Aging in place is almost universally accepted as a good idea because the benefits are so clear. It gives you the freedom and dignity that come from staying in your own home, the ability to make your own decisions, the maintenance of friendships and community ties. In 2014 a study by the American Association of Retired Persons ( AARP) found that among people 65 and older, 87% wanted to age in place.
In a recent study done by Cornell University, more than half of low-needs nursing home residents — an estimated 100,000 people — could instead be living at home if they only had the right support system in place. Having a house that is safe for them to maneuver is one of those criteria. The Bathroom is a prime example of a space that isn’t designed for the elderly.
It is too easy to slip and fall in the shower and if you have a bathtub, you might find that it is difficult for an elderly person to climb inside. Sinks and other fixtures are not convenient for people in wheelchairs and storage can become very inconvenient to people who can no longer bend and twist to look for the things they need.. It is never too soon to start designing a home that accommodates people of all ages and abilities.
Start with the Bathroom
Consumer reports tell us that 235,000 people wind up in the emergency room each year due to injuries that occur while showering, taking a bath, or using the bathroom. Tub and shower bases with slip-free surfaces can eliminate a majority of these injuries. The design of the tub or shower can also come into play…
- Wide Doorways – The doorway should be a minimum of 32 inches wide. In older homes, it’s a narrow 24 inches. When the doorway is only 24 inches a walker or wheelchair will not fit through the bathroom door.
- Stand Up Showers with a Slip Free Base – If you have a small shower make sure to enlarge it so that there is extra room for seating and a walker.
- Curbless Shower with a Bench and Grab Bars – This doesn’t have to look as antiseptic as it sounds. Think in terms of a tiled shower area with recessed shelves at arm’s level to stop you from having to stoop down to the floor or reach up to a shower rack. Add a matching ceramic bench and grab bars that come in brushed nickel, chrome, or bronze to match your faucet hardware. They will look more upscale than the white plastic hospital variety.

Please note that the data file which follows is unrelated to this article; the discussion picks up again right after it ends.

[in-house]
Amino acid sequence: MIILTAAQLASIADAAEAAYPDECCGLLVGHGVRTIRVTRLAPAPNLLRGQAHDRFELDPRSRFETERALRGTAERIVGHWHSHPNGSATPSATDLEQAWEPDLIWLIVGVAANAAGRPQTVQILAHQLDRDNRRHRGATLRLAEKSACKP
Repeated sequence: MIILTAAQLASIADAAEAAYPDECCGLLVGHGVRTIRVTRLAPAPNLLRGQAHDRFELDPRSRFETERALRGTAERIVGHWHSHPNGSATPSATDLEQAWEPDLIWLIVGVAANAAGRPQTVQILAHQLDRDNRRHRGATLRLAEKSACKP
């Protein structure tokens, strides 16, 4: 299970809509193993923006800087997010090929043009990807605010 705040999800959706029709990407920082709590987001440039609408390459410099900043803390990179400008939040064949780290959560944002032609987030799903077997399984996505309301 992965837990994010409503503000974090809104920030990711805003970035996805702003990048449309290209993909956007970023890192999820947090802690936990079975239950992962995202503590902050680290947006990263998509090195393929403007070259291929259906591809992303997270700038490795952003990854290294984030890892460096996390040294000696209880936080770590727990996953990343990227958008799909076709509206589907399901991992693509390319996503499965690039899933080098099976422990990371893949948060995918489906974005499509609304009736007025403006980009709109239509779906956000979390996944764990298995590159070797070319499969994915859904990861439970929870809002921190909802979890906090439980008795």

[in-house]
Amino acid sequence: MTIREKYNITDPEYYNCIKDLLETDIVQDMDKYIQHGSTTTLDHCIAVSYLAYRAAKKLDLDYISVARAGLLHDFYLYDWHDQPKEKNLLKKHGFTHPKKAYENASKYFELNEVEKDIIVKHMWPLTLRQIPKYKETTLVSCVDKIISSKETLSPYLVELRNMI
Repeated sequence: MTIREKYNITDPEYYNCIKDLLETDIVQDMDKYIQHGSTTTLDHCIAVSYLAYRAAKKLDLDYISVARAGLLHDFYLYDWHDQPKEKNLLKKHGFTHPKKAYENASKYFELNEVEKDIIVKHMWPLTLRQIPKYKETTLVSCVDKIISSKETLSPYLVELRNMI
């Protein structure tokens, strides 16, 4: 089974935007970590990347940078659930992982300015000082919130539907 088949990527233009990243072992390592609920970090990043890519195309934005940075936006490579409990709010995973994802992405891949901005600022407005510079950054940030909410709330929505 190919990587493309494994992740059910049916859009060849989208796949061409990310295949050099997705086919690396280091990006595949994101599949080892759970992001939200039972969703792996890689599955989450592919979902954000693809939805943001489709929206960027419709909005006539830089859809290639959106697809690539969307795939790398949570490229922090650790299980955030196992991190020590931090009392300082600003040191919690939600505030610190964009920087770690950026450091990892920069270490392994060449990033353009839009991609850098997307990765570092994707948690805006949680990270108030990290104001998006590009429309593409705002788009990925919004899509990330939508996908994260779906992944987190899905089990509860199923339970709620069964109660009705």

- Tub with a Door – It would be much easier and safer to access than a conventional tub. Unfortunately, what people fail to realize is that with most walk-in tubs, you have to maneuver very carefully through a narrow door and then get out of the way as the door swings shut. And you still have to climb over a low step. So if you’re walking or flexibility is compromised, this unit won’t be effective.
Toilets and Sinks
Perhaps most important, don’t forget about the toilet. Getting up from a seated position might take some effort, so add a grab bar and consider a taller-than-average model. Many toilet seats are lower than 17 inches from the floor, making it difficult for the elderly to stand up or sit down. If this sounds like your toilet, consider installing a raised toilet seat. Several things you can do to make your bathroom sink more accommodating…
- Wall Mounted Sinks – If you are in a wheelchair or need to sit while using the sink install a wall-mounted sink rather than a traditional sink dropped into a vanity. This will give you space underneath the sink for your chair.
- Lower Counter Tops – These are perfect for seated people or people in wheelchairs but higher countertops are easier to use if you stand. Maybe create split-level countertops for both options.
- The fan should be on a separate switch and preferably on a timer. Fan noise can become very annoying and with the timer, it is possible to turn the fan on and leave the room.
We are generally introduced to the aging process by our grandparents, the details of age-related changes become more apparent as our parents reach 70 and older, and soon we, ourselves are thrown into an intensive course as we personally experience the full cycle of the aging process.